Many library databases offer simple interactive data visualization tools.  One of the early adopters was Statistical Datasets (Proquest).  The topics covered by this database are eclectic ranging from air quality data to personal bankruptcy figures to state and local expenditures.  Even pet ownership patterns are documented.  Statistical Datasets allows users to chart or map almost any data set and export visualizations as a PDFs or images.  Using graphed or mapped data, questions inevitably bubble up to the surface.  Why, for example, do folks in New Mexico love their birds so and what makes Alaskans so fond of their cats?

(more…)


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New Fiction and Graphic Novels—Available for Spring Break

By Gerald Dierkes

Looking for something new to read over spring break, maybe a comedy? The library catalog offers so many award-winning titles of contemporary fiction, you may have trouble deciding.

The “Google Preview” link , now appearing in many books’ catalog records, can help you decide. This new feature connects you to a summary, reviews and other useful information about a particular book.

Comedy:

Damned: Life Is Short, Death Is Forever by Chuck Palahniuk

Wise Children by Angela Carter

The Lonely Polygamist by Brady Udall

Infinite Jest by David Foster Wallace

Historical fiction:

In the Name of Salomé by Julia Alvarez

The Green Corn Rebellion by William Cunningham

Panorama by H. G. Adler

The Girl in the Blue Beret by Bobbie Ann Mason

Stories set in the United States:

Salvage the Bones by Jesmyn Ward

Where the Line Bleeds by Jesmyn Ward

Stories set in other countries:

Scenes from Village Life by Amos Oz

The Tremor of Forgery by Patricia Highsmith

Solace by Belinda McKeon

Coming-of-age novels:

Spidertown by Abraham Rodriguez

Dragon Chica by May-Lee Chai

Thriller:

Oil on Water by Helon Habila

Science fiction:

Ice Trilogy by Vladimir Sorokin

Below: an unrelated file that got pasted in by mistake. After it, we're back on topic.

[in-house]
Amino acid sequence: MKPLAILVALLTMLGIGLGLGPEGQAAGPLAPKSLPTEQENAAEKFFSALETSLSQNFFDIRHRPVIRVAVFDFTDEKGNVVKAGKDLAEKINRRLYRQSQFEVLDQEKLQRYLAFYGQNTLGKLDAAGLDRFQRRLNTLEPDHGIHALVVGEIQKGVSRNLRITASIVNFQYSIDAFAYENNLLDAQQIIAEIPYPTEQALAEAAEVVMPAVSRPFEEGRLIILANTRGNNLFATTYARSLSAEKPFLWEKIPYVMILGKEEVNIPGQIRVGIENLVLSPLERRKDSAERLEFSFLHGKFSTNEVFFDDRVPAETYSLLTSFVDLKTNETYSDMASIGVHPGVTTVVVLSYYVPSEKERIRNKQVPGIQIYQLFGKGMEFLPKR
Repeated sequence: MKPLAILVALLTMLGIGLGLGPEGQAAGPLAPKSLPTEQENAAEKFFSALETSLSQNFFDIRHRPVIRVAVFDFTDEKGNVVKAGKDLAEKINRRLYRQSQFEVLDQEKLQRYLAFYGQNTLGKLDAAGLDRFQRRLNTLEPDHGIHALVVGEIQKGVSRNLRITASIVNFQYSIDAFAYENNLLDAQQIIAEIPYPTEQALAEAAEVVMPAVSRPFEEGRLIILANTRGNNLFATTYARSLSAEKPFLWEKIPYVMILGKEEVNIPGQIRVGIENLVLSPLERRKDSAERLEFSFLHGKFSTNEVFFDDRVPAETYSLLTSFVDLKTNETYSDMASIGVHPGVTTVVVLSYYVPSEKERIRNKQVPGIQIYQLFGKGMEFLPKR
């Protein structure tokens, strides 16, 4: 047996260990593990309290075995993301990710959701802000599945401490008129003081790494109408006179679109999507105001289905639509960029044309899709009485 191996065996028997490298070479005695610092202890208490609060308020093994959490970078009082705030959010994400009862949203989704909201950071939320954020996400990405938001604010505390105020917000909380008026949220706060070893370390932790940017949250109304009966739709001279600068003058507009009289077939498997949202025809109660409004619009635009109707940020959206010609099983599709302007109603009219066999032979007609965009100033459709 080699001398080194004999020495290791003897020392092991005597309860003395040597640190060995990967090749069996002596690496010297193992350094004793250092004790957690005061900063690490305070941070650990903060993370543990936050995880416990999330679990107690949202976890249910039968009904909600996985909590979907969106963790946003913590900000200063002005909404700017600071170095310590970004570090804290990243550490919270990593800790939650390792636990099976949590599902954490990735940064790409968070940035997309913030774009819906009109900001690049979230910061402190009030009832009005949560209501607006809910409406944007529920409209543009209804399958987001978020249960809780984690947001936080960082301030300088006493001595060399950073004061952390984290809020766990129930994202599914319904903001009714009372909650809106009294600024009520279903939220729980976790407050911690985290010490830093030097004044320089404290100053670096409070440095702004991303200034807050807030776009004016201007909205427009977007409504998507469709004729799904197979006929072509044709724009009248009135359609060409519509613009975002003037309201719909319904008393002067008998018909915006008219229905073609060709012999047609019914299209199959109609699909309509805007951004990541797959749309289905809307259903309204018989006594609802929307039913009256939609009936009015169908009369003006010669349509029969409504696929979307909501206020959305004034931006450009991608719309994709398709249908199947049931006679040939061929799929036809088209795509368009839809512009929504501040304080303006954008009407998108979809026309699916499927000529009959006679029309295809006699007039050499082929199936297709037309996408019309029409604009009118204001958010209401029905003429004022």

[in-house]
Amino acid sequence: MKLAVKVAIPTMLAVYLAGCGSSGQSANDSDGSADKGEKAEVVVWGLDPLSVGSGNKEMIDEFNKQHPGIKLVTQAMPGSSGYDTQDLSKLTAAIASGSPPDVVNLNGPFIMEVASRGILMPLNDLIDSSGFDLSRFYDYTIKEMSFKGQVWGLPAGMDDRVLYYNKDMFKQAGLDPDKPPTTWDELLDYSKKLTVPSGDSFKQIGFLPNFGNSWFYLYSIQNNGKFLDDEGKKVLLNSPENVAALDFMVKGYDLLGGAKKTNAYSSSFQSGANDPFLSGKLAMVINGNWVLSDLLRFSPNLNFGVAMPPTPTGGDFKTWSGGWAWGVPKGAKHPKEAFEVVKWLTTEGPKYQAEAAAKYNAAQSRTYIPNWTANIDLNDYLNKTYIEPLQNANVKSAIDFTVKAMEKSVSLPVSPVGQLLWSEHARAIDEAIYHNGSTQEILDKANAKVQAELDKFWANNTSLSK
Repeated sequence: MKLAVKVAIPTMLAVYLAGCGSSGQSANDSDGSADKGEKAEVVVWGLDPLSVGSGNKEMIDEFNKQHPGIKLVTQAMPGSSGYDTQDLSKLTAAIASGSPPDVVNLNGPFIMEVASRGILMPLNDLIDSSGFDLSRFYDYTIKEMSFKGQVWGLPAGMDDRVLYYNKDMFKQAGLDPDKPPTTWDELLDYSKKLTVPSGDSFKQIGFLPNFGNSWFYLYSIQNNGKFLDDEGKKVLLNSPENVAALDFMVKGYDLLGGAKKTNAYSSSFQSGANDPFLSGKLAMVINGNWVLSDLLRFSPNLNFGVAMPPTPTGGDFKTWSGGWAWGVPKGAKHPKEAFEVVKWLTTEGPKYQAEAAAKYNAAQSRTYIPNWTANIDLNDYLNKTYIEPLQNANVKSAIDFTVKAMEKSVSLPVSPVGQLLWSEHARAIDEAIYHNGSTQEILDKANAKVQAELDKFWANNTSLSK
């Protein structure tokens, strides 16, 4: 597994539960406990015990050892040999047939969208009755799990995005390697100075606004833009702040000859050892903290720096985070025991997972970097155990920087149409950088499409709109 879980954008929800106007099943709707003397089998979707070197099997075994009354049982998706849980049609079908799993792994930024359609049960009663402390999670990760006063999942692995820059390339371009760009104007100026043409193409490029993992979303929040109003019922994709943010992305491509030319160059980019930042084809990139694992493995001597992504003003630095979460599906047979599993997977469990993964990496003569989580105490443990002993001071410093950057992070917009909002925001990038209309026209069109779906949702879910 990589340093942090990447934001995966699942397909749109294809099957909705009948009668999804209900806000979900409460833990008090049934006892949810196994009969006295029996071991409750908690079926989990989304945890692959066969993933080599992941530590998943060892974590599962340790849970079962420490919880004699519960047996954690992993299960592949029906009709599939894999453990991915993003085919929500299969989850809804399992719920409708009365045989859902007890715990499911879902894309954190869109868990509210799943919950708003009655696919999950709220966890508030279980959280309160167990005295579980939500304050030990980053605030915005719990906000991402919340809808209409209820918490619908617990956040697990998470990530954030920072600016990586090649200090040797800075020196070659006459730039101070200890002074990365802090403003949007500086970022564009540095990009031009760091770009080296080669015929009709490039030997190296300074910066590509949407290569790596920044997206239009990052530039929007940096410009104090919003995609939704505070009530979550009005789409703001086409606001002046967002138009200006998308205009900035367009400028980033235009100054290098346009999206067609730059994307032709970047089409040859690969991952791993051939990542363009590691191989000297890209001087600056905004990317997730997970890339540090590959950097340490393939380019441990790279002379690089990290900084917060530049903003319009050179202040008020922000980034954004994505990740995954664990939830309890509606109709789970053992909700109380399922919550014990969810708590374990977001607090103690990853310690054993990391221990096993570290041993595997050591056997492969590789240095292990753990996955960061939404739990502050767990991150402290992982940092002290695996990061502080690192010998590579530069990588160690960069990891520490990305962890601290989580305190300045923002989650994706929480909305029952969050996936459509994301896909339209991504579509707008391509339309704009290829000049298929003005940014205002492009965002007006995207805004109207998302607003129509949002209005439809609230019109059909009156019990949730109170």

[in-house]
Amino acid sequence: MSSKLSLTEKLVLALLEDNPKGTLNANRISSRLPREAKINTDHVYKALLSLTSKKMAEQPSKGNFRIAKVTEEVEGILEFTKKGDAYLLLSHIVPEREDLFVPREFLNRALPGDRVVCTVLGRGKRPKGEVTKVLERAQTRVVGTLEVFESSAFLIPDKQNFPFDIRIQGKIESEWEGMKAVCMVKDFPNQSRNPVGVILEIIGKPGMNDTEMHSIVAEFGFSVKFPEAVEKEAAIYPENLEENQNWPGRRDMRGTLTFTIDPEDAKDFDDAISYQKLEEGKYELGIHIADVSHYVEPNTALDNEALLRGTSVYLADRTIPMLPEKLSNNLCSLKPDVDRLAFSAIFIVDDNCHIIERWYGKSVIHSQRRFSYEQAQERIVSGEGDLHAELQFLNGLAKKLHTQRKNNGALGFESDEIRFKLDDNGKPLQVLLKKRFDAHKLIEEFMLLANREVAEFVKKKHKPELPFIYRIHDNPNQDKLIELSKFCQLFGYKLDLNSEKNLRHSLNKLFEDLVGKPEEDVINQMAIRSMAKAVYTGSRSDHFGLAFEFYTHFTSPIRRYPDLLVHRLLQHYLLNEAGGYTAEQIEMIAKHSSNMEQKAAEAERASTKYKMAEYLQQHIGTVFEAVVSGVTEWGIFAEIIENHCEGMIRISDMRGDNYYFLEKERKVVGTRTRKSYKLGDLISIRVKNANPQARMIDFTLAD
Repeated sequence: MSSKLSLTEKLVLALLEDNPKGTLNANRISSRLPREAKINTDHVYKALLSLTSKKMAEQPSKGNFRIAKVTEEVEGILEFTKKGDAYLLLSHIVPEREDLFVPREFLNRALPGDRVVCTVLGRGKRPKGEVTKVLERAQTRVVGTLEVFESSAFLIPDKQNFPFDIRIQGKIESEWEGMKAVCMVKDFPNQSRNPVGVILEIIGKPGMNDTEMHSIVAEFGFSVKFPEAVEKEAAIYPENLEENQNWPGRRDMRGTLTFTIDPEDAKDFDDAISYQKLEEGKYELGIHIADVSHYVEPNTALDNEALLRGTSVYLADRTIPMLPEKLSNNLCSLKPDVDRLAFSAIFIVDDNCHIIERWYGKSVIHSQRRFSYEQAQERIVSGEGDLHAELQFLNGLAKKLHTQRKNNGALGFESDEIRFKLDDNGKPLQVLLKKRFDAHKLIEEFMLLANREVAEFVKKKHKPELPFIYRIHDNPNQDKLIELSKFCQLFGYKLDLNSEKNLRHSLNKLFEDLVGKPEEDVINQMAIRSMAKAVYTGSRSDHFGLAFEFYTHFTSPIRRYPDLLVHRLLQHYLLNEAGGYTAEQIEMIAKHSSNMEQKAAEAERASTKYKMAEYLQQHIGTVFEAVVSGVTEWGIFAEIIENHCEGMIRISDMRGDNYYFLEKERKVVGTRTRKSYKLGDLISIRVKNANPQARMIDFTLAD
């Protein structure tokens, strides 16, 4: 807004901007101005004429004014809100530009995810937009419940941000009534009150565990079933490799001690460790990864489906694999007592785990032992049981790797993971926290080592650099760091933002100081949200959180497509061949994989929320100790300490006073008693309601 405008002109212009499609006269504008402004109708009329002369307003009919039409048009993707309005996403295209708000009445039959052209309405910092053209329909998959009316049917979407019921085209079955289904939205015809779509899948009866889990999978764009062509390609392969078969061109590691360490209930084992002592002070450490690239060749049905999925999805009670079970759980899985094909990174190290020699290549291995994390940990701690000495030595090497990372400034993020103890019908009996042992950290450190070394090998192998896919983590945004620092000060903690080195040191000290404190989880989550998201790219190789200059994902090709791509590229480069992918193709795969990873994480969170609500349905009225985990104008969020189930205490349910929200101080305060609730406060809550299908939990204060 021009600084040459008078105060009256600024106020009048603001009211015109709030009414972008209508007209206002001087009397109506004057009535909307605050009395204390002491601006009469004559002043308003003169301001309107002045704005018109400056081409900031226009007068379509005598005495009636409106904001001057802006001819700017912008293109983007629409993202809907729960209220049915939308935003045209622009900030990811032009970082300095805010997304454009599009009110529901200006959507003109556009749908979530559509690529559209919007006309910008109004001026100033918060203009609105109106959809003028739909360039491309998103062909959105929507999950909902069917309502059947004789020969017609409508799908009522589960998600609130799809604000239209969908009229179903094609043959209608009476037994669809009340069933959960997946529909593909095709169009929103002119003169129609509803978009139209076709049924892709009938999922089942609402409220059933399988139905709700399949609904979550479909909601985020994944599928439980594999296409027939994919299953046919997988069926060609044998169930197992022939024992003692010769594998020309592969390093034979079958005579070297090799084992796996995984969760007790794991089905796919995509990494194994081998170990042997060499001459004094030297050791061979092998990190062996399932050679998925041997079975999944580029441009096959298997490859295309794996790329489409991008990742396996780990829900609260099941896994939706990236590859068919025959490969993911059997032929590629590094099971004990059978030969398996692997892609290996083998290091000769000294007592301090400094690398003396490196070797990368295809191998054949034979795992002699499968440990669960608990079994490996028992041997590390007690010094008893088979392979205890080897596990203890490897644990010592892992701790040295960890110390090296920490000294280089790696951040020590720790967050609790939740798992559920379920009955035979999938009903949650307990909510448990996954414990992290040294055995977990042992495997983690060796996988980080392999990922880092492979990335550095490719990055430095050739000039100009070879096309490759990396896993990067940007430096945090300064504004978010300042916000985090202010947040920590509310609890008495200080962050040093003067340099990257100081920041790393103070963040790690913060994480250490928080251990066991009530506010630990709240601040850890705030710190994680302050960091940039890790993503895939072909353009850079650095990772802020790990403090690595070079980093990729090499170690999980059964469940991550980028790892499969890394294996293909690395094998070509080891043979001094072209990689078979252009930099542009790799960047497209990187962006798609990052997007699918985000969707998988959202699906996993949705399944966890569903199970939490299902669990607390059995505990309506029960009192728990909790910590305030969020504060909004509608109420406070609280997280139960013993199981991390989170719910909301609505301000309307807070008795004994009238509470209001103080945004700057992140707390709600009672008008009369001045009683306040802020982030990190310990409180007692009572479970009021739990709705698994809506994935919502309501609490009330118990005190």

Novels that defy categories (!):

Luka and the Fire of Life by Salman Rushdie

Nightwoods by Charles Frazier

Zone One by Colson Whitehead (more…)


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Bartley Bestsellers

We’ve always got a fresh selection of new business bestsellers at Bartley Room 1005.  Stop by and check one out!

The Grand Pursuit Review by Choice Review Robert Heilbroner’s The Worldly Philosophers (1953; 7th ed., 1999) educated generations with its sweeping story of how great economists from Adam Smith to John Maynard Keynes accounted for the ways of the modern economy. Nasar’s Grand Pursuit is a worthy successor to Heilbroner’s story, but her tale is both more and less ambitious than Heilbroner’s. Her focus is narrower, for one thing, but, as a consequence, it is richer and teaches more about economics. Nasar (Columbia Univ. School of Journalism), a former economics journalist, now gives a grand but not overly generalized story of the ideas of a set of thinkers who transformed economics in the 20th century. Beginning really with Alfred Marshall and the Webbs, Nasar provides a history of the interlocking relationship of ideas among Joseph Schumpeter, John Maynard Keynes, F. A. Hayek, Joan Robinson, and Amartya Sen. Her story tells readers that there is more to the 20th century than the Keynes-Hayek debate (compare to Nicholas Wapshott’s Keynes Hayek, CH, Jan’12, 49-2797). Summing Up: Highly recommended. All readership levels. R. B. Emmett James Madison College, Michigan State University Copyright American Library Association, used with permission.